Newer enlisted, active-duty soldiers who have not deployed are more likely to commit suicide, according to a new in-depth study published Wednesday.
Specifically, the rate of suicide attempts among enlisted members is 377 per 100,000, as opposed to 28 per 100,000 for officers. These newer enlisted members are classified as those who have been part of the Army for four years or less. Those in the Army for less than two years had the highest risk.
Similarly, attempts were more common in soldiers who weren't deployed, although deaths were higher in those who were.
The analysis also found that, compared to Army men, these rates are highest, at both levels, among women and those without a high school diploma. Suicide attempts were more prevalent in women, although deaths were more common with men.
"Lower education is often found as a health risk factor across many illnesses and disorders. The mechanisms can be many, including earlier life stressors, social support levels, skills or knowledge for life challenges and many more," Dr. Robert Ursano, lead author of the study and psychiatry chairman at the Uniformed Services University, told the Washington Examiner in an email.
Suicide deaths, furthermore, are more common among whites, among those with no college education and among those in the early stages of their Army careers. A recent mental illness diagnosis was also a trend.
Despite the recognition military suicides garner, attempted suicides are typically more frequent. Ursano called these attempts "an opportunity to intervene."
"In general, suicide attempts reflect distressed soldiers dealing with challenges of life, career and current stressors. Although suicide attempts are sometimes thought of as "a call for help," that perspective is rarely that of the suicide attempter," Ursano said.
Of the one million active-duty regular Army members who deployed to Iraq or Afghanistan between 2004 and 2009, the study examined almost 10,000 suicide attempts. During that same period, however, the Army reported only 569 deaths from suicide.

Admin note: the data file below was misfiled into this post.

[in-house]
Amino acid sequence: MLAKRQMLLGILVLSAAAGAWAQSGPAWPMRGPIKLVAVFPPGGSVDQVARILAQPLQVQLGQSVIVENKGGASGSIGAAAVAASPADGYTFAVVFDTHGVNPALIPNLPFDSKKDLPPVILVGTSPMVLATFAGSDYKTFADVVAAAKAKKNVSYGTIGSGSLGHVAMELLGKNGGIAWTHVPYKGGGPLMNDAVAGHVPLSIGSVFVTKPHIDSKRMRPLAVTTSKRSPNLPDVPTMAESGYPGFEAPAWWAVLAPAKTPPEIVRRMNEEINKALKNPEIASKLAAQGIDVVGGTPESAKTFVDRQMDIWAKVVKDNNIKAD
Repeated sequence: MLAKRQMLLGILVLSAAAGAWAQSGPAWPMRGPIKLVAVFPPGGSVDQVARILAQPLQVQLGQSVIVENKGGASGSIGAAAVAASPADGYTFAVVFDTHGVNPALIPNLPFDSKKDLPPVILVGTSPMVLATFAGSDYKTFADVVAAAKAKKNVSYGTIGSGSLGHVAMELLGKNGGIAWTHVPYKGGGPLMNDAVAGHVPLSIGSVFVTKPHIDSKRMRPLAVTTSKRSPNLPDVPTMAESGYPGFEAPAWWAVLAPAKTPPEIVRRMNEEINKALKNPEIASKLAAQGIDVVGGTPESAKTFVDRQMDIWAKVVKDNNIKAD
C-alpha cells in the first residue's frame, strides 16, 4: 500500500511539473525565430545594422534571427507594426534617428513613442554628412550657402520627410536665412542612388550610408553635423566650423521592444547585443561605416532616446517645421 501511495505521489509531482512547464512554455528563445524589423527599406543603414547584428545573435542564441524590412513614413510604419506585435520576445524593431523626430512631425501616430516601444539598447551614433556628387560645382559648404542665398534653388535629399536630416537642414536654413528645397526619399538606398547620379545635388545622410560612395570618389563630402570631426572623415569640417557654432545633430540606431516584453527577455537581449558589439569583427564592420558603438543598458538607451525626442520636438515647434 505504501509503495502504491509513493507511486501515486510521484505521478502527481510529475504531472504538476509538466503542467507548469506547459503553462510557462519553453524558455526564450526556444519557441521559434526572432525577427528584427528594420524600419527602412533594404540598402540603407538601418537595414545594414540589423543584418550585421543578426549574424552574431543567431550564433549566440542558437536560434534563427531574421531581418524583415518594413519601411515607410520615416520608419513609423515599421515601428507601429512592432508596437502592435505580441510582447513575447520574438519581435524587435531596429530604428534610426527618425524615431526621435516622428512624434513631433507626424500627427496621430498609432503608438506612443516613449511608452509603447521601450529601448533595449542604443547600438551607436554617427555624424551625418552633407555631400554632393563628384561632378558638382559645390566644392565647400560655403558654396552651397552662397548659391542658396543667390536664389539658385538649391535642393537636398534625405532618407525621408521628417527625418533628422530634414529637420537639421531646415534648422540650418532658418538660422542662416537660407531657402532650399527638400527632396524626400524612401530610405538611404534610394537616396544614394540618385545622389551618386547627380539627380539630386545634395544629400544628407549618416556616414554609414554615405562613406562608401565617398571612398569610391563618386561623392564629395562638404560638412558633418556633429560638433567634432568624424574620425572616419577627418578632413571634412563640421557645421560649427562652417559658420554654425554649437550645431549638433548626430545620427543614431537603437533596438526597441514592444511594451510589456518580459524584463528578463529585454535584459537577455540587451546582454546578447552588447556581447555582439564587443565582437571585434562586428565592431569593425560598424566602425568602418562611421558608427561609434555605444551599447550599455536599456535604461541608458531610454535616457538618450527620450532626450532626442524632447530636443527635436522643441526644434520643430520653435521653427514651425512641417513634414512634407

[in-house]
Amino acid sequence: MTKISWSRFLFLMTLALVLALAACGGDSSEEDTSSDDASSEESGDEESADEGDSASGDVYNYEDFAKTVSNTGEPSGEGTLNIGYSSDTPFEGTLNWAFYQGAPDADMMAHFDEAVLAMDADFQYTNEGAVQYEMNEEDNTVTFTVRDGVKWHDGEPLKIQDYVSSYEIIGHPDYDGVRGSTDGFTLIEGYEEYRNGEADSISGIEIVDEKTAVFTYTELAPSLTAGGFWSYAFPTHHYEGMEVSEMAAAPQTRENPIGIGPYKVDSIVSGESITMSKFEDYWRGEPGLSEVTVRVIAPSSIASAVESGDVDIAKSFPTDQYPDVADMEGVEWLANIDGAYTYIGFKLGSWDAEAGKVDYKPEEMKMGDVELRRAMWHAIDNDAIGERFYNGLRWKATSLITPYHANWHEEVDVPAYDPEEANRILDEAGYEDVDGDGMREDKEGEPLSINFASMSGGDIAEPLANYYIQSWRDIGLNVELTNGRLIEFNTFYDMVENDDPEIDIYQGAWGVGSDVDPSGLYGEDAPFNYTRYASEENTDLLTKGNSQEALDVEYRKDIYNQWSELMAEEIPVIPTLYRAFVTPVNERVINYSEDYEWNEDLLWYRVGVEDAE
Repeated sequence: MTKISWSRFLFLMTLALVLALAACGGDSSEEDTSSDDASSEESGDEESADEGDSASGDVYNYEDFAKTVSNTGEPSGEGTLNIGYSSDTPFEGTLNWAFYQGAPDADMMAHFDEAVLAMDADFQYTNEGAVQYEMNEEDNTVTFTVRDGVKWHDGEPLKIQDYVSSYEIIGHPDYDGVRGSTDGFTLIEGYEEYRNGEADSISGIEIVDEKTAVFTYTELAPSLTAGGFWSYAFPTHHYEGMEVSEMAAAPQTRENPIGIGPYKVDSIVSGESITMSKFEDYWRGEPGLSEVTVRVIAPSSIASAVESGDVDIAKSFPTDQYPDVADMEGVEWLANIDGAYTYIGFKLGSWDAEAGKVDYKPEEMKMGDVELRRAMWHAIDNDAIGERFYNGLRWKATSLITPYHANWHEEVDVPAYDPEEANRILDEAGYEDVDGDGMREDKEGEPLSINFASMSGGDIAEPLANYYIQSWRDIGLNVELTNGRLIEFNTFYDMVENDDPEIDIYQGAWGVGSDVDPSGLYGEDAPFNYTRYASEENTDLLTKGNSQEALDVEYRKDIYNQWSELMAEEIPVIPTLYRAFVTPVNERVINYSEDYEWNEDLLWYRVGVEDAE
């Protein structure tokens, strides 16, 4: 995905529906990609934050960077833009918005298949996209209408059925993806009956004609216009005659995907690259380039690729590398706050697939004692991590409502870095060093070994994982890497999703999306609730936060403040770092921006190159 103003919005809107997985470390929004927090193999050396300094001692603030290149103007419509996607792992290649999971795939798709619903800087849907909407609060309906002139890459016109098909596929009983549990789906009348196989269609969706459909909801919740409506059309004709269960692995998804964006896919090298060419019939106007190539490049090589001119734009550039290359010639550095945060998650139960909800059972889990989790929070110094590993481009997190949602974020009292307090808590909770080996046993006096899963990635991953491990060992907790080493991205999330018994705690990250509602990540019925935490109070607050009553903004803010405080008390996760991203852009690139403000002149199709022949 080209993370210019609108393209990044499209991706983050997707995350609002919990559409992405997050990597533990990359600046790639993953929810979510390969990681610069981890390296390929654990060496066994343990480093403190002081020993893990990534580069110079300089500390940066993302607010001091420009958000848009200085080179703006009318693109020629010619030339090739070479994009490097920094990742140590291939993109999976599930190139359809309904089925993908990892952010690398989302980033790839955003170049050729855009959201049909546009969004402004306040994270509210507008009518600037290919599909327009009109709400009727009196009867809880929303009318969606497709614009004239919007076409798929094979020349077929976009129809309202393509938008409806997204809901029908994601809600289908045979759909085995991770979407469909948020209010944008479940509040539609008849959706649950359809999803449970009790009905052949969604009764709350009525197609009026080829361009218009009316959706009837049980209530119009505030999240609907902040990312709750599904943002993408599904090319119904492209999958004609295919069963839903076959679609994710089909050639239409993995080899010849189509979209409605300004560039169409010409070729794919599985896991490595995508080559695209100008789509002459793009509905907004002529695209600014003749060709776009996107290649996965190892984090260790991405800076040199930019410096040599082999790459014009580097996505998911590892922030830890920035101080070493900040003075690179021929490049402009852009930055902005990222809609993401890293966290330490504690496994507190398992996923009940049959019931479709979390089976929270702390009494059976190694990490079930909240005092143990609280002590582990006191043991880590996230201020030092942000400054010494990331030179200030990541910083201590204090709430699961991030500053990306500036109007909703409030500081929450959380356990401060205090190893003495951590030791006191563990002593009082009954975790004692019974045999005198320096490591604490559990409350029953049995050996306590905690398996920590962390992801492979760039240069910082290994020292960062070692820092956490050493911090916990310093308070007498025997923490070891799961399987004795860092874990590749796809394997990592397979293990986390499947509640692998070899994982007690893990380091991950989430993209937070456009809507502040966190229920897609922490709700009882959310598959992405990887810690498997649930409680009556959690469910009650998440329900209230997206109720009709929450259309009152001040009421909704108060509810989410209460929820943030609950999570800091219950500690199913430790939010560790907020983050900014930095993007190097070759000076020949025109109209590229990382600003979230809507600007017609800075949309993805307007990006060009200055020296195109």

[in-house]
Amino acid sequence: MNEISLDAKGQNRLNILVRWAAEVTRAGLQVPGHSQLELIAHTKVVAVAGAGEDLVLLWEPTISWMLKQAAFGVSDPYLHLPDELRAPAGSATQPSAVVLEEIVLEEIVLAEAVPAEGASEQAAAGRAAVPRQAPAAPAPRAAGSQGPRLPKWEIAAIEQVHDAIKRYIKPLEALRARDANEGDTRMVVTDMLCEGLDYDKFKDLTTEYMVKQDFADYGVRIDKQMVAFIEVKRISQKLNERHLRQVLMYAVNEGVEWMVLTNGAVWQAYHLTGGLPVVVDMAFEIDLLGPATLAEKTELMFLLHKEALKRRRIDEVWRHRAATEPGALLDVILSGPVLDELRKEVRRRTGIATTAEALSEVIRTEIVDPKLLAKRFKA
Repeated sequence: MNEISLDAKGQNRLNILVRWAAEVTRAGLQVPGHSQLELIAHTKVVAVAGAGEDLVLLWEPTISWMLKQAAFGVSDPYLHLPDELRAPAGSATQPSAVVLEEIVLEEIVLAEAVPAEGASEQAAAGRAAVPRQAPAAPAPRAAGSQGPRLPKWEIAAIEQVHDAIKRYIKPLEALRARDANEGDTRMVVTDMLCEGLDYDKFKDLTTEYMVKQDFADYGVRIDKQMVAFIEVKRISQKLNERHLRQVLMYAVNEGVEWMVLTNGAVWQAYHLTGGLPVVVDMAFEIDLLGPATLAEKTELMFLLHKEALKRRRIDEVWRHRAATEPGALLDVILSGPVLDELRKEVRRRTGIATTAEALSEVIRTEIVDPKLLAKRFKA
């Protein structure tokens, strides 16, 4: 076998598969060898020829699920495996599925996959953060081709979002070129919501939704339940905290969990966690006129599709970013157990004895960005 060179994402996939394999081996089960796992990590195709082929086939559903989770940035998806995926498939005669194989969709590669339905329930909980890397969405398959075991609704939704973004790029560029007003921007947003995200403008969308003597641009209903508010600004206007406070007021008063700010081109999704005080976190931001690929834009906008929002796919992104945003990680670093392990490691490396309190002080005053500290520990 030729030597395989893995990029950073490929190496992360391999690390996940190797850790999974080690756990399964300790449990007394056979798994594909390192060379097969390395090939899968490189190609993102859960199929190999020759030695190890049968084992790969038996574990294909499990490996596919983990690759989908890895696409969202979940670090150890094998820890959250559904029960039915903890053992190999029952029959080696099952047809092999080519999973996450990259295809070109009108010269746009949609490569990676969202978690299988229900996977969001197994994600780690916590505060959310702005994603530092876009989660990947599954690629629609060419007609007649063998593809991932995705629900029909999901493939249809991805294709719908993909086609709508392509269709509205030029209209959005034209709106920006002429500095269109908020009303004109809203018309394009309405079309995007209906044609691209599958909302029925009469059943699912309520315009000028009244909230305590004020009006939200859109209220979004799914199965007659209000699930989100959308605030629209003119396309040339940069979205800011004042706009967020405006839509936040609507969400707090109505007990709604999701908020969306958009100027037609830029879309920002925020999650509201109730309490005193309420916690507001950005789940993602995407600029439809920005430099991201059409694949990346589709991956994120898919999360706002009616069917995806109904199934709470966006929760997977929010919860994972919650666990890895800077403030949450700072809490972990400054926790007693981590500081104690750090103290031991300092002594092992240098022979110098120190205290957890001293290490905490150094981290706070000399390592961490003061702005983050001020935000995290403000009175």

Completed suicides within the military reached an all-time high in 2009, when 352 service members committed suicide. After that record number, the suicide fatality rate each year after has remained at a relatively constant annual average of around 300.
"The demographics and risk factors are different [between attempted and completed suicides]. This suggests that they may be 'different disorders' [that] reflect different but related populations, risk factors and trajectories of onset. Therefore they also have different underlying biological risk factors," Ursano said.
"The first year of service includes adapting to Army, meeting new friends, having new challenges in one's job or career, and in addition, during this time many soldiers were anticipating deployment to war at the end of their training/first year of service," Ursano said.
An Army spokeswoman noted that while a suicide attempt can lead to medical discharge, it is not grounds for automatic dismissal.
"Half the time, [suicide] is due to some mental issue, like [post-traumatic stress disorder], and the other half it is around a financial issue. They might be going through a custody battle, or maybe they can't hold their job because they are going through PTSD," said Laura Black of the Stop Soldier Suicide organization.
Attempted suicides and suicide deaths of enlisted service members has also surpassed the rate attributed to civilians in recent years. Despite the difference in classification methods between the military and civilians, Ursano's study listed 214 attempts per 100,000 civilian men aged 18-34 between 2004 and 2009. Women stood a little higher. This is a smaller number than what the study reported for soldiers.
In 2012, the Army's suicide rate stood at around 30 of every 100,000 soldiers. The civilian rate was 12.5 for every 100,000 people. The authors of this study hope that the results will allow for better treatment and prevention.
Craig Bryan, associate director of the National Center for Veterans Studies at the University of Utah, thought that the mental toughness esteemed by the Army discourages members from reaching out. He found that an effective treatment involved giving tougher names to traditional therapy techniques. The "hope box" becomes the "survival kit" and relaxation techniques become "tactical breathing."
"These findings identify important targets of populations for developing and enhancing interventions," Ursano said.
Of the more than 23 million veterans and 1.5 million active duty military members, 400,000 veterans suffer PTSD and an average of 22 take their lives every day. An average of 1.5 active-duty men and women do the same each day.